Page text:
Into NLP 1 – Regular Expressions

Into the Fire – A no less somewhat less nonsense introduction to NLP

Natural Language Processing? – What is NLP?

Language is messy. In our attempts to convey meaning, and emotions to each other, we have come up with some extraordinarily complex structures that need years of learning to grasp. There are countless rules and even more exceptions to those rules but somehow we manage to communicate with each other. The name, scientists have come up with for mess is natural language.

And then there are computers, machines that require a lot of structure to work. NLP is the attempt to make those two worlds meet, to have computers parse, process, and understand the language we use in our daily (natural) lifes. In the coming articles we will have a look at tools, techniques, and methods that help us deal with the chaotic complexity of natural language. We will see the many ways in which NLP will make dealing with language easier, one method at the time. Today we will start with the first:
Regular Expressions


Narly Letter Pulp

Probably the easiest tasks one might encounter when dealing with NLP is text search. You might have to search a long E-Mail thread for an address, or a pdf document for a specific text section. The common approach would be to “CMD + F” (Ctrl + F for you windows peeps) and type in the word you are looking for. Depending on the task at hand this might be sufficient, but more often than not this is not good enough. Today we will look at a method that gives us a lot more power when searching though documents: Regular Expressions. Now, if you have encountered Regular Expressions (RegEx for short) before, you might remember it as this utterly unreadable soup of letters and characters. But the basics actually aren’t all that convoluted.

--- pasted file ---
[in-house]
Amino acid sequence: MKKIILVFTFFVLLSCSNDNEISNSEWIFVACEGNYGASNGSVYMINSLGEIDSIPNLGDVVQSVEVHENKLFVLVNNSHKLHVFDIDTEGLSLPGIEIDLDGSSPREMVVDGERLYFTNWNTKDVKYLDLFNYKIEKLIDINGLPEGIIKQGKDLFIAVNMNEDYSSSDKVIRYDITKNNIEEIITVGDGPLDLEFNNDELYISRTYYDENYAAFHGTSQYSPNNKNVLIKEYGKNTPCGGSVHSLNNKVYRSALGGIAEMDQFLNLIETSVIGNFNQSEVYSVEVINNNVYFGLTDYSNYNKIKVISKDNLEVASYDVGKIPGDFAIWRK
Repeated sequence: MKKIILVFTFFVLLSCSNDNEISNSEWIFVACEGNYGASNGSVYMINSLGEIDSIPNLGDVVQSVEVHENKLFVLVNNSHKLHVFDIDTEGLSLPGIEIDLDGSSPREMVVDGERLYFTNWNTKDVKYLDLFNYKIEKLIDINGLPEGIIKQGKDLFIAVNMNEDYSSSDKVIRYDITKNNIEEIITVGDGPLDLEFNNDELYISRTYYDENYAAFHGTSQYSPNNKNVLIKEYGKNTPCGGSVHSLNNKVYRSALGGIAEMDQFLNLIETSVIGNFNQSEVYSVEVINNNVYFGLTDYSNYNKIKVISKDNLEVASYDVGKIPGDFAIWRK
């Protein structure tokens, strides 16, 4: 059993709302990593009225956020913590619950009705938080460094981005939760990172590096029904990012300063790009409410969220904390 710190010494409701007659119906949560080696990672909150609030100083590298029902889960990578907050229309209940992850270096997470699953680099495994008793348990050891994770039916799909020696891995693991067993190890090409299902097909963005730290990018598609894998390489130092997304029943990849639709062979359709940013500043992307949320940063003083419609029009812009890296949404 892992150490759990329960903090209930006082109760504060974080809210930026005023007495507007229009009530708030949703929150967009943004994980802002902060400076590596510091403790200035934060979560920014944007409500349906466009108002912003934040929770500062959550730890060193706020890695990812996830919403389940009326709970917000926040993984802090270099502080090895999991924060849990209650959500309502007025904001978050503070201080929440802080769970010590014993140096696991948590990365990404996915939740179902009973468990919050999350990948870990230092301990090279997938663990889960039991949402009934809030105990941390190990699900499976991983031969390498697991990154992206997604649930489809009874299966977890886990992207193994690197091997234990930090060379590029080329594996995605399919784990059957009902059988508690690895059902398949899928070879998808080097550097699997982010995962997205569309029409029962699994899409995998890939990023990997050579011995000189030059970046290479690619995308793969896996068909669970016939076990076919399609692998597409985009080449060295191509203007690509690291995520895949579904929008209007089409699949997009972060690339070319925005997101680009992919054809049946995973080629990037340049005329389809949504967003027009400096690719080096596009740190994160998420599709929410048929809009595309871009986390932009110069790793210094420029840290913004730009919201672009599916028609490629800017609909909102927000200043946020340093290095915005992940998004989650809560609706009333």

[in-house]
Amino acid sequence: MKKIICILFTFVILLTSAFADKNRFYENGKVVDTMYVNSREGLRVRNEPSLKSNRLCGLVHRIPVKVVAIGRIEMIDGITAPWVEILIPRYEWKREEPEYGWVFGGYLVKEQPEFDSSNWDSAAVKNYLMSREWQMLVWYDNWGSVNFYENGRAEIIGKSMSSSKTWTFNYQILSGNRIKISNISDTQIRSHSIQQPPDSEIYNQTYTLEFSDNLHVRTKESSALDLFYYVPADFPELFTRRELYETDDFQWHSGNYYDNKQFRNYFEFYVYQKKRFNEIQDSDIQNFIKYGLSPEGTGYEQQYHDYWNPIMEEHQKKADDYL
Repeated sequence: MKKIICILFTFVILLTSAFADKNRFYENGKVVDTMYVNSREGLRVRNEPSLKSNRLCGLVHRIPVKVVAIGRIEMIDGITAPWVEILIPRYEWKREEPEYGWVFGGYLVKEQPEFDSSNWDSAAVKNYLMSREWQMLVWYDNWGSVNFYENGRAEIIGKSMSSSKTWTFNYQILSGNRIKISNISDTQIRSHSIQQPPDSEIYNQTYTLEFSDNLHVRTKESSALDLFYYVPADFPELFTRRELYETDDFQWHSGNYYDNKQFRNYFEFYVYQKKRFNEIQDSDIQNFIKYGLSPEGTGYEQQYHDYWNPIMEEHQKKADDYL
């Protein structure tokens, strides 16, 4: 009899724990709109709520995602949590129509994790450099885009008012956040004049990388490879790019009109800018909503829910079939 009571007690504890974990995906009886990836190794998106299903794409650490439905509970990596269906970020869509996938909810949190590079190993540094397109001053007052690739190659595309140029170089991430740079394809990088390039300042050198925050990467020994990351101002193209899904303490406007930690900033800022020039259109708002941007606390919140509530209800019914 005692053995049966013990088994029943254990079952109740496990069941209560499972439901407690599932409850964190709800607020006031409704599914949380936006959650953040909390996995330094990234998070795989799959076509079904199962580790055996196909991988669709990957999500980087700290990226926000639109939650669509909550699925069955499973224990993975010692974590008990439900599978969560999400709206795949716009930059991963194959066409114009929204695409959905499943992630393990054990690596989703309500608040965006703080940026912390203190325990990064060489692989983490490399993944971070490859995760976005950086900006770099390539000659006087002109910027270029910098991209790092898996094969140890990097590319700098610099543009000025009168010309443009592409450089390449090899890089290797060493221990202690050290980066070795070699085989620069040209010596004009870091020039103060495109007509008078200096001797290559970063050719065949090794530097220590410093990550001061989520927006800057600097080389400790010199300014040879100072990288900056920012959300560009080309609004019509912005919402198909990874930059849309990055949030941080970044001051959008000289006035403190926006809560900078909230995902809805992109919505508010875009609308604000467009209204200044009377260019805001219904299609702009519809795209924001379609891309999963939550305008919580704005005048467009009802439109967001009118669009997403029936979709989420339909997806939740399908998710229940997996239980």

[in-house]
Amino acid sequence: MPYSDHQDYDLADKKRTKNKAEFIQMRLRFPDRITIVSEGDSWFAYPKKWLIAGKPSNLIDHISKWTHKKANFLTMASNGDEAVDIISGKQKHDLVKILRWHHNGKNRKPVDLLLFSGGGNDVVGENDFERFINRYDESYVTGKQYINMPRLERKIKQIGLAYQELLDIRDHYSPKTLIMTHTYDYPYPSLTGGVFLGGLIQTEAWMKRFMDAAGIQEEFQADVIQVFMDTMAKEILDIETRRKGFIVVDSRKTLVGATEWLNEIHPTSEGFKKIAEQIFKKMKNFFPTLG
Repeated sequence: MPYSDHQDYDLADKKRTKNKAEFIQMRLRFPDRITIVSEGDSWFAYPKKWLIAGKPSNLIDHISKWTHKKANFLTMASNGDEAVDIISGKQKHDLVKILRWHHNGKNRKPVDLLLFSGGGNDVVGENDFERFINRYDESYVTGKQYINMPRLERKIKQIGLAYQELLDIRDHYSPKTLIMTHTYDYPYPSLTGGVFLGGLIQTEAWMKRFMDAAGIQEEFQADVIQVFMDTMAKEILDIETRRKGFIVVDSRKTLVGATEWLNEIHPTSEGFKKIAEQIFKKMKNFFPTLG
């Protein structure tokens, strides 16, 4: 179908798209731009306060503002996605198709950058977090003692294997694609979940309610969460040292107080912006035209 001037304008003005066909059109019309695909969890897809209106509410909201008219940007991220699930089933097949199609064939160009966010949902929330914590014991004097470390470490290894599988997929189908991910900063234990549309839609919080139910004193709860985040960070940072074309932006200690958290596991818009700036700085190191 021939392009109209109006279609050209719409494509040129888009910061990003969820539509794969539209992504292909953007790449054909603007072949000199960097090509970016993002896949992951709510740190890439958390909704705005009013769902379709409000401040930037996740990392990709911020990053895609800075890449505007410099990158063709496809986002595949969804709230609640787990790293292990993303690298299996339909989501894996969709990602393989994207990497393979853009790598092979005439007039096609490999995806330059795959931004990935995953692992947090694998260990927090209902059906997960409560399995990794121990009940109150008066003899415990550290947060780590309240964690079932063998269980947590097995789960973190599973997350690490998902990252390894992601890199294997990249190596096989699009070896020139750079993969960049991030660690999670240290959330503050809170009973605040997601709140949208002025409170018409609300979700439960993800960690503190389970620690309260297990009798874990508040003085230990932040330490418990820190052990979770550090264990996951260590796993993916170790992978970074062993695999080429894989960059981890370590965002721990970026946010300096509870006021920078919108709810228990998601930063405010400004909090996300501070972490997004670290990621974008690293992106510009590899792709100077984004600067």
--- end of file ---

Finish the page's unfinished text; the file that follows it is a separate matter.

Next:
My goal with this article isn’t to give you a full rundown of all of RegEx, since it is quite a large topic. Instead I want to give you a quick overview:

Into the letter soup

Say we have a document and we want to search the word “lion”. A regular text search would bring it up but maybe we want more: Maybe we are searching for instances of “lion” or “wolf”. We could do two searches but say we had a lot more words, and suddenly one is occupied for a day searching individual words. So how can regex help?

The first construct regex gives us is the “or”. It is writing as a vertical bar (|) so if we were to search lion|wolf it would match every instance of either word. We can chain as mainly words as we want: lion|wolf|eagle|whale would search for any of the for given words. We can also use this construct to search for upper and lower case variants. Assume, we want to find both upper- and lower case variants of lion, but only lower case variant of wolf. We could write this as Lion|lion|wolf. There is also a shorter notation: (L|l)ion|wolf

This might look a bit strange, but let’s dissect it: The parentheses are not part of the match, they help us structure the search, since if we were to write L|lion|wolf it would read as if we were looking for the letter “L”. So with the parentheses it is clear: We want “L” or “l” followed by “ion” which gives us the upper and lower case variants of the word lion.
Next there is the optional. Say you have an english document of unkown origin. You don’t yet know if it is writing in american or british english and you want to find the world “color” or “colour”. Again you could do two searches, or use the tool from above. But there is again an easy way: The “optional” operator, written as a question mark (?). With that our search can be written as colou?r what the optional operator does, is it matches if the letter in question is present, or not so in our case, the “u” followed by the questionmark means, this letter “u” is optional. So it would match both spelling variants. Using parentheses we can also make multiple letters optional, for example do(ing)? would match both “do” and “doing”.